Patients of the physician-based NIS showed a significant reduction of all 39 recorded symptoms such as irritability, headaches, and sleep disorder. The double-blind RCT that followed in 2011/2012 [41] to demonstrate the efficacy in patients with nervous fatigue following diagnostic criteria defined in ICD-10 [42] showed similar results. While there was no statistically significant difference to the placebo in the symptom sum score, 10 of the 12 symptoms tested in a post hoc analysis showed favourable trends in the Neurodoron® group compared to the control group. Statistically significant improvements were observed for the symptoms of nervousness and irritability. Consistent with the results of the first two studies conducted with Neurodoron® (physician-based NIS and RCT), this pharmacy-based NIS also showed that the MP can successfully reduce stress burden and stress-related symptoms such as fatigue, irritability, and sleep disorders in the OTC environment typical for Neurodoron®. Patients also reported a clear improvement in their perception of tension and worries and improved joy and better coping with the demands placed on them. When comparing the patients’ subjective assessment of efficacy and safety, data from both the physician-based and the pharmacy-based NIS are very similar (efficacy/safety evaluation of Neurodoron® “good” or “very good”: physician-based NIS 78.7%/95.7% [40], pharmacy-based NIS 75.9%/96.6%).

Regarding efficacy, in the present NIS, the positive patient assessment of the product was also reflected in the fact that 86.9% were “satisfied” or “very satisfied” with the treatment, 75.9% rated the efficacy as “good” or “very good,” and 82.9% would recommend the treatment. The results of the two NISs provide consistent efficacy findings.

Regarding safety, the noteworthy good safety assessment by patients was confirmed by only one reported ADR within the entire study duration of one and a half years (with abdominal pain and nausea an uncritical ADR that was considered possibly related to the product). This shows, in summary, an exceptionally good safety profile of the product.

Real-life use observed in non-interventional studies brings out well the strengths of anthroposophic medicinal products. NISs are therefore a good way to complement a randomized controlled trial with its strict prerequisites. For example, patients in the RCT were not allowed to take any other medication for stress-related symptoms and were asked not to change their habits (daily activities, non-drug therapies, etc.). In contrast, the anthroposophic approach recommends a holistic therapy that also introduces lifestyle changes to improve the participant’s quality of life. As the results of nervous exhaustion are manifold, individual therapy with several simultaneous measures is common practice. The individual therapeutic approach considers the patient within his/her entire life situation. The positive results of this and the previously conducted NIS reflect common treatment practice insofar more adequately. By this holistic approach, for instance, sleep and fatigue improve, which then indirectly facilitate regeneration of the activation systems, which is reflected in decreasing nervousness and irritability.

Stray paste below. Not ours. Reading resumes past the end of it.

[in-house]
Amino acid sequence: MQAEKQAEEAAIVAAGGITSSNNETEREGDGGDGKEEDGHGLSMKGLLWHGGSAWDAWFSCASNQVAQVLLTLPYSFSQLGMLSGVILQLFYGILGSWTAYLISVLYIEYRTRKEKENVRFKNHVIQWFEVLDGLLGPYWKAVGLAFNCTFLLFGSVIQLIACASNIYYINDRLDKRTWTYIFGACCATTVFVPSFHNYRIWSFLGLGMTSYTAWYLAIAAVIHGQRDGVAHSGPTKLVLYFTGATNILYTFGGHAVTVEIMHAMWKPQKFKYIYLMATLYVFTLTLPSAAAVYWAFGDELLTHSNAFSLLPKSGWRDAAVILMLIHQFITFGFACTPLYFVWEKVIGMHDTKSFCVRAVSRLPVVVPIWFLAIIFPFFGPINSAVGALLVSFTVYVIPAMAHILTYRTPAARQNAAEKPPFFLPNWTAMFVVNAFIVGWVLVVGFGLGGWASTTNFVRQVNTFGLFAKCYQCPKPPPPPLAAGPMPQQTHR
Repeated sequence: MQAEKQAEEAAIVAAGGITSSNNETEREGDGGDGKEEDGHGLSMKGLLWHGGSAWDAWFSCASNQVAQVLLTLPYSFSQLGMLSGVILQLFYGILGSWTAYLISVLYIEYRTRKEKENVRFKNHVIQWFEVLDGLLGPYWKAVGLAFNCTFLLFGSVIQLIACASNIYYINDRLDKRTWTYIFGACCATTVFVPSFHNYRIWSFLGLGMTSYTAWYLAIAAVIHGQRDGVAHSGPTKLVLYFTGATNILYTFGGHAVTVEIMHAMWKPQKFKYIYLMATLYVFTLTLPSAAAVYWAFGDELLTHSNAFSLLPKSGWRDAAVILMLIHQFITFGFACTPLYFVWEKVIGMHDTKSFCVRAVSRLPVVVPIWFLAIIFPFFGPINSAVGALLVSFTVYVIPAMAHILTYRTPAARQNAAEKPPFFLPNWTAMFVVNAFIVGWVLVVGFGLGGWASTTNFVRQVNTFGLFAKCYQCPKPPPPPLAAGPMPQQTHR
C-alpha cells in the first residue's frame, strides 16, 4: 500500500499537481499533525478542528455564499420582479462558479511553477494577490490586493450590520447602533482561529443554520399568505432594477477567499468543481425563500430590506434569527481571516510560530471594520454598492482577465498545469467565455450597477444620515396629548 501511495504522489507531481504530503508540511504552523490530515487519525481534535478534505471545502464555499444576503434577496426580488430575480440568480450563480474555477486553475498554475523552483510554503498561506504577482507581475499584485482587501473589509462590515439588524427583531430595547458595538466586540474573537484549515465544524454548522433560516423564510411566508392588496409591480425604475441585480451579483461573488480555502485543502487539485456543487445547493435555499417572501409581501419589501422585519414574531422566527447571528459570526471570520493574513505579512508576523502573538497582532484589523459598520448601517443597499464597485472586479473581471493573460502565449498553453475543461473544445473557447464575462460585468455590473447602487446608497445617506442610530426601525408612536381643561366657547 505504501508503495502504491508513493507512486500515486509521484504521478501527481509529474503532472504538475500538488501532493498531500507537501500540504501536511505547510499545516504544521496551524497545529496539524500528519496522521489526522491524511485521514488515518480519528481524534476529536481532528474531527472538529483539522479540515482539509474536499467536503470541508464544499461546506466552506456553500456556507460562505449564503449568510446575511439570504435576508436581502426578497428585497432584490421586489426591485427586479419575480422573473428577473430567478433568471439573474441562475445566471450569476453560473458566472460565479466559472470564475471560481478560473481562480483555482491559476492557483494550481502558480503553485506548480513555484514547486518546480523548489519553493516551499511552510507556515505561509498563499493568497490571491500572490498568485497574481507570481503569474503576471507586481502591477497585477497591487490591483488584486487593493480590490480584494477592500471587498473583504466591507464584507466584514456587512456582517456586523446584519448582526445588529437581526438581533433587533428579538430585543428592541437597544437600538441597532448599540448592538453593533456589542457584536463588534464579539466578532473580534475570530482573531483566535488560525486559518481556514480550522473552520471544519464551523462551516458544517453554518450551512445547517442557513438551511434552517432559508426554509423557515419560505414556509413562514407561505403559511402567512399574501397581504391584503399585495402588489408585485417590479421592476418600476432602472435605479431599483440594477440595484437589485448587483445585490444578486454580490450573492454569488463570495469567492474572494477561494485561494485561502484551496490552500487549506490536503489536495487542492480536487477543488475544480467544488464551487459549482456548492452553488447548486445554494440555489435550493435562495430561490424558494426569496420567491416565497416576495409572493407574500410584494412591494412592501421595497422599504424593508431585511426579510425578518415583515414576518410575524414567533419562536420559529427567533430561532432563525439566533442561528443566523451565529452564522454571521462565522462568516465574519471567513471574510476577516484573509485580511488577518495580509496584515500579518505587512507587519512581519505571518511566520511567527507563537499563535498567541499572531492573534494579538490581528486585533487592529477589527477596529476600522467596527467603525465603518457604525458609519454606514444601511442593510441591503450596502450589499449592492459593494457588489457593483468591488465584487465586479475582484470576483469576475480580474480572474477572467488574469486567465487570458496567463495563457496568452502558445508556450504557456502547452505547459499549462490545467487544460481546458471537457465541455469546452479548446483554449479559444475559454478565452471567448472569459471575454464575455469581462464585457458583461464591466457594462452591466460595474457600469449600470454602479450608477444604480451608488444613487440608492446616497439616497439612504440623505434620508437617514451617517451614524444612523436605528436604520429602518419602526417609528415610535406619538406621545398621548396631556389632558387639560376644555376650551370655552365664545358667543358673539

The goal of physicians and pharmacists is to offer individual treatment. A suitable target group would be patients who experience themselves as nervous, irritable, and inwardly restless and wish for more serenity and sovereignty in everyday life. It is conceivable that these individuals, in particular, will benefit from Neurodoron®, whereby the preparation could also be used as an adjunct to meditation and relaxation procedures.

There are limitations that should be considered for the interpretation of the data. The NIS was uncontrolled; therefore, confirmation of efficacy based on hypothesis-testing was out of scope. As Neurodoron® is a drug that emerges from AM, the mostly individualized and multimodal therapy concepts in the fields of AM make it more difficult to capture efficacy because of absent randomization and blinding possibilities. Controlled clinical trials provide important information that is complemented by non-interventional study results. The value of non-interventional studies lies in particular in their good external validity, as they allow insights into the reality of medical practice or, in this case, self-medication [47, 48].

Additionally, a certain selection bias for enrollment in the NIS was present due to the design of the study. Only patients who sought pharmacy advice, were open to CAM and were willing to participate in a clinical study were enrolled. These conditions may have introduced gender and social status bias with an unknown effect on NIS results. One might also speculate that patients are seeing a physician at a more advanced stage of the disease, which might also impact the results. However, there were good reasons for the chosen design. Neurodoron® is an OTC product and is mainly used for self-medication. Therefore, a pharmacy-based NIS may provide even better insight into the main patient population than a physician-based NIS. Overall, a certain selection bias cannot be excluded.